Is word of mouth better than advertising?

This is a guest post from Jonah Berger, Marketing professor at the Wharton School at the University of Pennsylvania and New York Times bestselling author of “Contagious: Why Things Catch On.” See the original post this is adapted from and more like it on his blog.

People often wonder whether word of mouth is better than advertising. The answer? Yes. But not always.

A great deal of research finds that word of mouth is more effective than other types of marketing. Whether compared to traditional advertising, media mentions, or promotional events, word of mouth is more useful in creating new users and customers. Indeed, McKinsey suggests that “word of mouth generates more than twice the sales of paid advertising in categories as diverse as skincare and mobile phones.”

Why is word of mouth more effective? Two main reasons.

1. Trust

Not surprisingly, we trust our friends more than we trust ads. Ads always say the product is great. “Nine out of ten dentists prefer new Shiny White toothpaste.” “Critics agree that Blastoids 7 is the best movie of 2013.” But because ads always say the product is wonderful, we tend not to believe them.

Our friends, however, will tell it to us straight. They’ll tell us if the product is good, or bad, and as a result we’re more likely to believe their recommendation.

2. Better Targeting

Word of mouth is also more targeted. Say your company sells golf clubs. To target your message at potential customers, you might advertise in a golf magazine. But while some of the magazine’s readers might be in the market for clubs, many may not be. So in the end, some of the ad dollars are wasted.

Word of mouth is much more focused. No one’s going to talk to you about a great baby clothes website if you don’t have a baby. People only tell you about things that they think are at least somewhat relevant to your interests. Word of mouth is like a searchlight that goes through a social network, finding the most interested receivers for a given piece of information.

So is word of mouth always better?

Well, not quite.

First, it’s slower. Think of a long line of people playing a game of telephone. Social media and online communication have definitely sped the diffusion of information, but word of mouth still moves from person to person — sequentially — so it takes time to spread. The first person tells the second person something, who tells the third person, etc. It takes a while for information to travel from one end of the line to the other.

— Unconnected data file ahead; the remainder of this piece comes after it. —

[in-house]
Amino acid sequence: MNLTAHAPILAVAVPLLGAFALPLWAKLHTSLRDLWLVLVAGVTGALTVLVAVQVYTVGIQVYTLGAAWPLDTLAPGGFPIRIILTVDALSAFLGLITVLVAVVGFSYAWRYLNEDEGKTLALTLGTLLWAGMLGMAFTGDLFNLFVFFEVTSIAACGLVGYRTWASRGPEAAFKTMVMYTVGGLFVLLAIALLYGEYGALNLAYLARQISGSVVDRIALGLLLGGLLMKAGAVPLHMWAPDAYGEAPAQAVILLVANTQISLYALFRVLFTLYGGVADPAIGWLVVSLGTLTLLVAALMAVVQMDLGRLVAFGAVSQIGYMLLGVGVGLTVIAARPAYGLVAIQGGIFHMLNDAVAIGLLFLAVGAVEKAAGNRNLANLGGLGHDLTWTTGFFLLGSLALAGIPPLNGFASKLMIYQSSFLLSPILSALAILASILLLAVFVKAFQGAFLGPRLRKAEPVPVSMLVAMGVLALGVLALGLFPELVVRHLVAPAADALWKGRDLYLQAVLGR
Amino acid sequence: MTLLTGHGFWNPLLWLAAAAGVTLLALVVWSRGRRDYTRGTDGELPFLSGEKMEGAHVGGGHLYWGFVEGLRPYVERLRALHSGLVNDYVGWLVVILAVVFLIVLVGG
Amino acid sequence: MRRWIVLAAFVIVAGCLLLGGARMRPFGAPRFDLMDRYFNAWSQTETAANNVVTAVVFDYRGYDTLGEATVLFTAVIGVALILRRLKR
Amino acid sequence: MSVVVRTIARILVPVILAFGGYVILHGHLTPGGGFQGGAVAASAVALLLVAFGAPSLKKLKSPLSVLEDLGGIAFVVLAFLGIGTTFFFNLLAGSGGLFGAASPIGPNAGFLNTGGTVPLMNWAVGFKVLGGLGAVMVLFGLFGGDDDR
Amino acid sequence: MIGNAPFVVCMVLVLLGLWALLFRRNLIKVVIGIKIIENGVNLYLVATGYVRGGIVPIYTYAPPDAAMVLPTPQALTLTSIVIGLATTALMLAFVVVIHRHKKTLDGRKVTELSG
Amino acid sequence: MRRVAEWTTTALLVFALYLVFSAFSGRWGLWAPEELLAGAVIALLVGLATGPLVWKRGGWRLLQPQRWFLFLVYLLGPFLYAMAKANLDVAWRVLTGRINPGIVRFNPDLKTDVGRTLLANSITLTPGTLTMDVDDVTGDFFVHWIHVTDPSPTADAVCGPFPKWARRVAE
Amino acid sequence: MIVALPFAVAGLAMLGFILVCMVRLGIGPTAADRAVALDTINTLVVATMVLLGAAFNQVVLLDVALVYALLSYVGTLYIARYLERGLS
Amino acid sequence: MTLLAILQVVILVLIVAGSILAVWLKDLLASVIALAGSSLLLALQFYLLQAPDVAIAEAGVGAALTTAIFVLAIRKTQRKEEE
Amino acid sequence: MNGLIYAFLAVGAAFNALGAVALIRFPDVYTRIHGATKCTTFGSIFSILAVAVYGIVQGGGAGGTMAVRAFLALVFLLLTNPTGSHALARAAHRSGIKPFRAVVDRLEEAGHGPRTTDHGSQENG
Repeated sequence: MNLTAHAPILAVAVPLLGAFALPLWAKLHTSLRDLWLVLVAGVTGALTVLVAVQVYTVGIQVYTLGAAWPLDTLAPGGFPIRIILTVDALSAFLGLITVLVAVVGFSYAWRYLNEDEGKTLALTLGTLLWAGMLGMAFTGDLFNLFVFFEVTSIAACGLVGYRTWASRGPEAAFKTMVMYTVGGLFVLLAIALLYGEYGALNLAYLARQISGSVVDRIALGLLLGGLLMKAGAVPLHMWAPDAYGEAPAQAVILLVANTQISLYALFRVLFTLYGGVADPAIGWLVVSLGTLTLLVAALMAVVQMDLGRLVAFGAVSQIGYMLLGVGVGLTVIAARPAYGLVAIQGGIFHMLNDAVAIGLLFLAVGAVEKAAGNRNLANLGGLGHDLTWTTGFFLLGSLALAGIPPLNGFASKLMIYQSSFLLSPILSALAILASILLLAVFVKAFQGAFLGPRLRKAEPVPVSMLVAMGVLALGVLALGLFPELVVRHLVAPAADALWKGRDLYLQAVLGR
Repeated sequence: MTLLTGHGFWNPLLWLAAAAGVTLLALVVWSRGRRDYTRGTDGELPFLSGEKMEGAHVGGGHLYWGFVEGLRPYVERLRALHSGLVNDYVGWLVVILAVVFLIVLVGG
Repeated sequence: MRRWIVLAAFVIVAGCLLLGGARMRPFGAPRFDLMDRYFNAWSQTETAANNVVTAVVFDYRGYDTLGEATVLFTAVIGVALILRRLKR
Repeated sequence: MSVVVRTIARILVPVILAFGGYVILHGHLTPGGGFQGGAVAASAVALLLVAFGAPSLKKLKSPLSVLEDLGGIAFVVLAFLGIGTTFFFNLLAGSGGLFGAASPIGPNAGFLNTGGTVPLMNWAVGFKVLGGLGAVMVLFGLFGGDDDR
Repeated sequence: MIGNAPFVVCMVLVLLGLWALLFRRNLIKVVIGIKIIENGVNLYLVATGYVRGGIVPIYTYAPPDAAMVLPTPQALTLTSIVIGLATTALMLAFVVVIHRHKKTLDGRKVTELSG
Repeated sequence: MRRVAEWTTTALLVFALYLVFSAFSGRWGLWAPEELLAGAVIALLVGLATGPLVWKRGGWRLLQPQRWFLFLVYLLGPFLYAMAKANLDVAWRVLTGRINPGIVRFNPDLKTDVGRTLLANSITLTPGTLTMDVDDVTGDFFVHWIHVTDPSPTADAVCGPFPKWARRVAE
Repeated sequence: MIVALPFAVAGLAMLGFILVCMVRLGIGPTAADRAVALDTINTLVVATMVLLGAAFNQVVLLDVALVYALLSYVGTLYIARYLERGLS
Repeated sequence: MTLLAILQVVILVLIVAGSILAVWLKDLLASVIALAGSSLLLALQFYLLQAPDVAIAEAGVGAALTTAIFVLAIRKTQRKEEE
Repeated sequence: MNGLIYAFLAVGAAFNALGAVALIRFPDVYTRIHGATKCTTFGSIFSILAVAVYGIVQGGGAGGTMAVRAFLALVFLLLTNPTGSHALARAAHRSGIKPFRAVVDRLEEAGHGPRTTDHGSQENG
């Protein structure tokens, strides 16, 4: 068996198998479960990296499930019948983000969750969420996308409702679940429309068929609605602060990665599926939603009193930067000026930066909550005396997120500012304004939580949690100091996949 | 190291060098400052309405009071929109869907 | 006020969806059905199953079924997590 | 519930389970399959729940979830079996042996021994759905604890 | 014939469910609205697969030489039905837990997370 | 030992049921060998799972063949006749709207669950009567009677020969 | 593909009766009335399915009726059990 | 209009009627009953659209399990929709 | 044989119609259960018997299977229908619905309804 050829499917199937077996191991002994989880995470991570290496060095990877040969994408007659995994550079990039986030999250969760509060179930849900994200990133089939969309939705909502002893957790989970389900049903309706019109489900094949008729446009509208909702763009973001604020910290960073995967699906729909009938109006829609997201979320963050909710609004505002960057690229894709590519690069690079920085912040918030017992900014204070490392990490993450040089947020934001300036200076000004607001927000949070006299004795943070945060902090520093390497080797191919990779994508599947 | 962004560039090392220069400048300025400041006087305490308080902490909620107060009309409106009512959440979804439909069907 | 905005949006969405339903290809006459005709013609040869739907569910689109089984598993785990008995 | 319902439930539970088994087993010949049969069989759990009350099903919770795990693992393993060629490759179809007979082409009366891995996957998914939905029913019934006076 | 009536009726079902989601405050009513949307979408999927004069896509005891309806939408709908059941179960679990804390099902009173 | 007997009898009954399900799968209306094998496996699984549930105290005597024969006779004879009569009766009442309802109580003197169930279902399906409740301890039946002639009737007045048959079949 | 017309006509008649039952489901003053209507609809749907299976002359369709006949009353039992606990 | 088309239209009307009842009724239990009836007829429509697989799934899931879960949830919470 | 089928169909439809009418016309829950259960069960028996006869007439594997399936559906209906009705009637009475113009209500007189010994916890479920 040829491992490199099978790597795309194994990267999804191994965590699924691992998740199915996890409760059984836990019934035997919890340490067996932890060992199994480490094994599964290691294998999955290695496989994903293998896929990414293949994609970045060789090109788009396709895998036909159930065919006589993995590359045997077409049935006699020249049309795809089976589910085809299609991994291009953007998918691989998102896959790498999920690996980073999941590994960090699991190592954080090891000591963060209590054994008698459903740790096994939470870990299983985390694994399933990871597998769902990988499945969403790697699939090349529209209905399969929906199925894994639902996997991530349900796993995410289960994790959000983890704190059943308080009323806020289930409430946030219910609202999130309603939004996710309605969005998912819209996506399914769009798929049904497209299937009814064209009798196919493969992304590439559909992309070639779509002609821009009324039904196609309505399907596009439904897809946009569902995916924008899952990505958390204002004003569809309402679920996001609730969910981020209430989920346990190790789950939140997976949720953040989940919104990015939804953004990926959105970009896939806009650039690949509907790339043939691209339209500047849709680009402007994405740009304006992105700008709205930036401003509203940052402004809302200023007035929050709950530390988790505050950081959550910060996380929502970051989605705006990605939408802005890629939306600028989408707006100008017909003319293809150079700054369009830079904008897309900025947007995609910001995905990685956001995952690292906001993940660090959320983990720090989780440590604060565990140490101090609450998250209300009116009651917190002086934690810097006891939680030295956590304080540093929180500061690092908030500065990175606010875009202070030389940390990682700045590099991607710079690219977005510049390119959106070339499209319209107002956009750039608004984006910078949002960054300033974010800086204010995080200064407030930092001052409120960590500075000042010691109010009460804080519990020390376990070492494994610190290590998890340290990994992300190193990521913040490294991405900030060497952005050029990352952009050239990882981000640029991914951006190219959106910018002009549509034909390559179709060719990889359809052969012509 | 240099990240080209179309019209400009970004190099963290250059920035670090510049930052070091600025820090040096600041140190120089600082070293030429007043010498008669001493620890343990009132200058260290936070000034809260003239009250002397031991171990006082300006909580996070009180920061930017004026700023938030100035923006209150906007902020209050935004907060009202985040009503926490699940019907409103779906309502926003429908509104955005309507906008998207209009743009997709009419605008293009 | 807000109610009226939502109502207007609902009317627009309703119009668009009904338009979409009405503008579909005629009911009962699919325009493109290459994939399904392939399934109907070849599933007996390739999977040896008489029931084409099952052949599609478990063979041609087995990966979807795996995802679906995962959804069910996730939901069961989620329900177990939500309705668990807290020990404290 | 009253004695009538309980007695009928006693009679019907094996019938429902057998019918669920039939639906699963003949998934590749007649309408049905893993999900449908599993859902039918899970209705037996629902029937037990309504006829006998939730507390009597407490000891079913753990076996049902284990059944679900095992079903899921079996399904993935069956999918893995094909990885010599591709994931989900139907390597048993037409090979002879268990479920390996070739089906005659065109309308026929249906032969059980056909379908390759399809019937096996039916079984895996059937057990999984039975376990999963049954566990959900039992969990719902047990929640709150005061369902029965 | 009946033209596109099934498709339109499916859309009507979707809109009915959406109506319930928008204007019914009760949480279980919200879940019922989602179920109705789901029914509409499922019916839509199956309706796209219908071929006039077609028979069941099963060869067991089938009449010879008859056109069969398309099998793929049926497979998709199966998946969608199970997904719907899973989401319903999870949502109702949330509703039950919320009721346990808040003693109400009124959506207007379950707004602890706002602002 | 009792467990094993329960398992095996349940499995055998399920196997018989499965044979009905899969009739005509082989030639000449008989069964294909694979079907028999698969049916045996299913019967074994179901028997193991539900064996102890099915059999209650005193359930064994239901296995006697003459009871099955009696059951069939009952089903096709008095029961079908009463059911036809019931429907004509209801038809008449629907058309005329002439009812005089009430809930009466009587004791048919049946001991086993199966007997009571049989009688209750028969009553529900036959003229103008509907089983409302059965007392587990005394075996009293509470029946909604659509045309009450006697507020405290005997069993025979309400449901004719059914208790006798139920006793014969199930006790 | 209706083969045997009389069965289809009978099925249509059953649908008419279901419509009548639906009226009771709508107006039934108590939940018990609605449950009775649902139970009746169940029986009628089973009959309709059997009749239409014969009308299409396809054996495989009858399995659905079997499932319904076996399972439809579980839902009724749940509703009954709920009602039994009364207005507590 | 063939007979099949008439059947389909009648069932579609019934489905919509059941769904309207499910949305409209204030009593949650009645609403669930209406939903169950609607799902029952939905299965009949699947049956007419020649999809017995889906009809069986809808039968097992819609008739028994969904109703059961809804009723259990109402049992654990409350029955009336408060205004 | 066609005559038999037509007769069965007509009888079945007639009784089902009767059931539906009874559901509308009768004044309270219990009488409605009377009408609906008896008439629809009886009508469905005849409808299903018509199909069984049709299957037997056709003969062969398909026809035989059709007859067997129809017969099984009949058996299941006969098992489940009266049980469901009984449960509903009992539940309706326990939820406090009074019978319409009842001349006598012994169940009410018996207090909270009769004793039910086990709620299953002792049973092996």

Advertising, however, tends to be more simultaneous. It’s like a broadcast that reaches everyone in line at once. It is less persuasive than word of mouth, sure, but if the goal is to quickly increase broad awareness, advertising can be a better way to go.

Second, word of mouth depends on motivating people to talk. It can be highly effective, but whether it is or not depends on people actually spreading the word. It’s not enough just to be on social media or post things once in a while. To get people to talk about you, your business, or your idea, you need to understand why people talk and share in the first place. Then you need to figure out how to make yourself part of the conversation.

Advertising and word of mouth can also work together.

Ads remind people about the brand, which encourages them to talk about it. Someone hears about a product from a colleague and then sees an ad which seals the deal. The two can act as complements rather than as substitutes.

So which is better, word of mouth or advertising?

It depends.

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About Jonah Berger

Jonah Berger is a Marketing professor at the Wharton School at the University of Pennsylvania, and author of the New York Times bestseller Contagious: Why Things Catch On. He consults from a variety of companies and organizations on how to generate word of mouth and help products, ideas, and behaviors catch on.

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Comments

  1. Marvin

    I have found that the biggest factor in WOM is the importance of specific information to the niche group to which that information is relevant.

    Relevance and urgency create the potential for any bit of information to become important enough to become viral. This effect is enhanced when there is an established social network throught which that information can flow.

    One to one sharing can quickly move across any group where values, ideas or interests are shared.

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